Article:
Friday, December 25, 2015

Jwaye Nwel --- Merry Christmas

CHRIST, the Eternal Word         

4The Word gave life to everything that was created, and his life brought light to everyone. 
5The light shines in the darkness, and the darkness can never extinguish it.
14The Word became human and made his home among us. He was full of unfailing love and faithfulness. And we have seen his glory, the glory of the Father's one and only Son.   John 1:4,5,14

Imagine the star that shone over Bethlehem many years ago giving the Magi light by which to travel to find where the new king had been born.

"I look up at your macro-skies, dark and enormous, Your handmade sky-jewelry, moon and stars mounted in their settings." 
Psalm 8:3  The Message

Jwaye Nwel --- Merry Christmas!  

It was a starry, moonlit night as we wound our way through the mountains of Haiti du Nord and onto the Central Plateau in the taptap.

We were greeted in Cap Haitien by several friends who made the journey with us to our destination of Pignon.  Our friends had waited quite some time to see our 'white' faces.  One of our pieces of luggage did not come off the baggage cart in the small international airport. We successfully made a claim for the missing bag. We were assured by a pleasant young Haitian woman that our bag had stayed behind in Miami and that it would arrive in that very place the next day.

The next order of business involved stopping for a Koka, Coke, the kind bottled in Port au Prince with real cane sugar.  Because it is just a day or two after the winter solstice, nightfall came quickly. There are times when the night in Haiti can be the darkest dark but this night was illuminated by the brightest moon ever to be remembered. The moon was so brilliant that it cast shadows highlighting the beauty in every direction. It was as though God was saying, "Let me show you, even in the darkness, the beauty of this place you return to tonight.  The place where you are called to serve me and love the people I have created."  It was a perfect setting to reflect and prepare for the work He has in the months to come. Not sure about the others in the taptap but there was one that may have been wishing the ride was even longer, wanting more time to dwell in the Glory of God as He showed Himself in the nighttime.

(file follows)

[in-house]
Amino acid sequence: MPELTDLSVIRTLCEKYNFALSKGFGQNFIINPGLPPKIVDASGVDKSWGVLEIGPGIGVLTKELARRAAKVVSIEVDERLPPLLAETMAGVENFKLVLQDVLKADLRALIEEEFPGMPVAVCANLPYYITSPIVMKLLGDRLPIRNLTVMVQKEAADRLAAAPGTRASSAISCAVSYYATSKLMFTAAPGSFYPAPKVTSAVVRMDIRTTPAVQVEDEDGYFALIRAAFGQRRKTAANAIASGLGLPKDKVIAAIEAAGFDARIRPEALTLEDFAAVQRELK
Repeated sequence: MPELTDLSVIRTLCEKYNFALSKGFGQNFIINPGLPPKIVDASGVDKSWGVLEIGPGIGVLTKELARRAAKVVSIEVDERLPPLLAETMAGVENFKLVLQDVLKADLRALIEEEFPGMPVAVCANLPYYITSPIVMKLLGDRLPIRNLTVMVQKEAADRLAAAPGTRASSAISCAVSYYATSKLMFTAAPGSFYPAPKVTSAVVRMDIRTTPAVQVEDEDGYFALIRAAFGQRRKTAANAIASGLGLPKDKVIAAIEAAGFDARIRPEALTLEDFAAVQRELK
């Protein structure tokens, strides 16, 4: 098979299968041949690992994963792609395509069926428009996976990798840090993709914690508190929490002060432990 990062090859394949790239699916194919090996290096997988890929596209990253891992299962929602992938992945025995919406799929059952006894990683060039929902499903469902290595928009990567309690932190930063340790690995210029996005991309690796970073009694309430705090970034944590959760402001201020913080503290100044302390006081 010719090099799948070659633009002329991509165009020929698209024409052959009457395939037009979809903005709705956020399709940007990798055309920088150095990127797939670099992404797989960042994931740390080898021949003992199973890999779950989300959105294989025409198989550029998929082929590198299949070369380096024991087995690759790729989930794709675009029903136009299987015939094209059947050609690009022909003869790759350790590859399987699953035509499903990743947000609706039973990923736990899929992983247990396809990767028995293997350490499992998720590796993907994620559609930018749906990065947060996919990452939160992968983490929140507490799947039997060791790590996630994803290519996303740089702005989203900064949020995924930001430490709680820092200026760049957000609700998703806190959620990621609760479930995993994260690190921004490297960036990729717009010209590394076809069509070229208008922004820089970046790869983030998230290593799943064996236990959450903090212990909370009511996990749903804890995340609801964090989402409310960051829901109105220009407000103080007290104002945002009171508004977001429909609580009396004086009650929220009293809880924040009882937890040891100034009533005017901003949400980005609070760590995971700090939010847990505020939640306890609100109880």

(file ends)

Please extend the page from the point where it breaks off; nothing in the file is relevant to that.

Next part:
God was faithful to give us time to be renewed by family and friends while we spent a month in the US.

'Grand Dad' couldn't have been more content!
Ivy, 14 months with brother Oliver, soon to be 7

Part of the time in the states was spent visiting our son Jonathan and wife Anna in Holland, MI.  Oliver and Ivy
enjoyed nearly every mile of this journey!  REALLY!

Just one of the highlights was attending Hope College Advent Vespers service in Holland, MI.
Jonathan was part of the alumni choir. God allowed His presence to be known as scripture was read and music lifted our praise to Him.

Uncle Jonathan and Oliver worked on a Mad Lib while shopping in downtown Holland.
Ivy thought it was fun too!

Oliver's school Christmas program was another highlight after returning to Iowa.

Christmas was celebrated a few days early with some gifts to be shared but mainly sharing time together as family.  Michael and Mom...each with a matching mini tape measure.

Christmas was celebrated with some silly games.
Oliver with mom Jennifer, helped each other with shaving cream...

Only then, to be a target for flying cheese balls!

AND an early birthday celebration for Oliver.

Even while being away, we were encouraged to see that MH4H work was still advancing.  On one of the days at home we received a Facebook Messenger picture of an outhouse that was constructed by the last team to stay with MH before our departure.  The leaders of the congregation where it had been delivered worked to dig a hole and position the outhouse, ready for use.  The crescent moon is definitely an American touch,
not Haitian.  :)

      Pictures also came to show the completed goat house on the land MH is using for a herd of goats
                that are propagating themselves for a program that will benefit the area people.
                  Kalo, on the right, is the MH staff member that has valuable experience in raising goats.  We learned about a problem developing...the goats were jumping the cactus and barbed wire fence.                   The culprits are being tamed with individual yoke collars made of sticks to keep them IN.